Well What a Rude Thing to Say.
December 3, 2011 6:03 PM   Subscribe

How to establish boundaries with way out of line friends?

Someone that I would consider to be a dear friend has recently offended me to no end. After nearly two years of friendship it's apparent that I have a serious lack of boundaries and expectations within our friendship.

Sam* is someone that I would consider to be a close friend and to some extent he would consider me to be one of his closest friends as well. Due to recent circumstances I'd relocated to a new city far from where Sam and I lived. So consequently we'd gone from seeing each other regularly 3-4 times a week to not at all for the past 4 months. Before leaving I'd announced my pregnancy to family and friends including Sam. His initial reaction was upbeat and positive. We've kept in touch by phone and he was the first to know I was coming into town to visit. I've now been in town for about 2 weeks and a couple days ago we had our first encounter. I obviously look a lot different now than when I left 4 months ago! This is where it became ugly:

After greeting and settling in Sam immediately said something along the lines of him not believing that I'd actually decided to "keep" my pregnancy. Well that itself left a horrible taste in my mouth but I'd chalked it up to him regarding some precarious circumstances around my pregnancy. Precarious as in not being married. It bothered me but I made no mention of that. Sam continued to say several things related to my pregnancy and relationship that bothered me, but again I did a "well that's just Sam and his opinion." However, it really got under my skin when after I affirmed my pregnancy in a that's-the-end-of-this-subject tone, he said that he didn't want anything to do with me or my baby. He said it within a very unusual matter-of-fact context that initially threw me off because nothing about my pregnancy or personal life includes him at all. Within that one comment I felt as if Sam insinuated himself in my pregnancy, relationship, and lifestyle in an outrageously inappropriate way. I'd never dreamed in any capacity that Sam would have any role of contribution or involvement besides the general pleasantries any expecting mother usually receives. The idea that he'd actually felt involved enough in my decision to have a child to let me know that he "wants nothing to do with it" disturbs me.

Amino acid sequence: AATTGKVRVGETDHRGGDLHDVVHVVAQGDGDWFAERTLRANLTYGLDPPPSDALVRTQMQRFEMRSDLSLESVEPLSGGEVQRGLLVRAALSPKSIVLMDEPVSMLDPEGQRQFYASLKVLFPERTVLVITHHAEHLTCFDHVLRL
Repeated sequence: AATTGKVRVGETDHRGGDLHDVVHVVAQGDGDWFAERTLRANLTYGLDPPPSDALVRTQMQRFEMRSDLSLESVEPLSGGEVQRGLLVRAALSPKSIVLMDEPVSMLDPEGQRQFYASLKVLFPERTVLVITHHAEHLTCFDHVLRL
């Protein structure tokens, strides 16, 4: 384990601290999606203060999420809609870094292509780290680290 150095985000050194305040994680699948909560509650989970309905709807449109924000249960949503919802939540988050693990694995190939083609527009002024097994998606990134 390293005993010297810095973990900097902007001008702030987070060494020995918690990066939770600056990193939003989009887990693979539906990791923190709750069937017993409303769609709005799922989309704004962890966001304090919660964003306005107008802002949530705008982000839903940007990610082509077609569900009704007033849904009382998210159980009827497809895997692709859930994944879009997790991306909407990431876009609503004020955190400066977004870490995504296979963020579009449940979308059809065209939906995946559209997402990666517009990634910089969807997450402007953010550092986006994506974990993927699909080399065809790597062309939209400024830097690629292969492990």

He followed most of what he said with plenty of well wishing along with a big dose of skepticism and no support.
I was upset and I felt he was out of line but I didn't say so. We talked about other things and even made plans for lunch in a few days. It wasn't until after the conversation was over that I'd realized how rattled and angry I was. I was crushed and for the first time in months I was self conscious all over again about my decisions. I'm very upset with Sam for what he said but mostly with myself for just letting him talk to me that way. I don't think Sam is by any means a bad guy and I know that he has communication issues just like this with others. I believe he said those things because throughout our two years I'd never established that he can't talk to me without boundaries. I've usually just accepted any conversation we had to just run its course no matter how overbearing it became. Additionally since the conception of our friendship Sam has routinely dispensed unwarranted "guidance" and probably has an inflated venerable interest as he's years older than me. I'm particularly upset because my partner and I are comfortably prepared and able to securely raise our child, and we certainly didn't need Sam's advice/warnings. I also found it very odd that he openly had a negative opinion while we're incredibly excited and looking forward to our new addition. He isn't religious at all so me being unmarried couldn't be that offensive. Knowing Sam, all of those comments which I'd found horribly imposing probably just went right over his head. Regardless, I really feel the need to let him know that what he did was in fact horribly imposing and an unacceptable way to address anyone. I'm not sure if it's best to not mention my feelings and just let the friendship go or talk about it with him. This is not the first time he's invited himself with very unwelcome offensive advice but I certainly want to make this the last. Sam needs to know that my personal decisions and intimate life are off limits.
posted by anonymous to Human Relations (39 answers total) 5 users marked this as a favorite
he said that he didn't want anything to do with me or my baby. He said it within a very unusual matter-of-fact context that initially threw me off because nothing about my pregnancy or personal life includes him at all.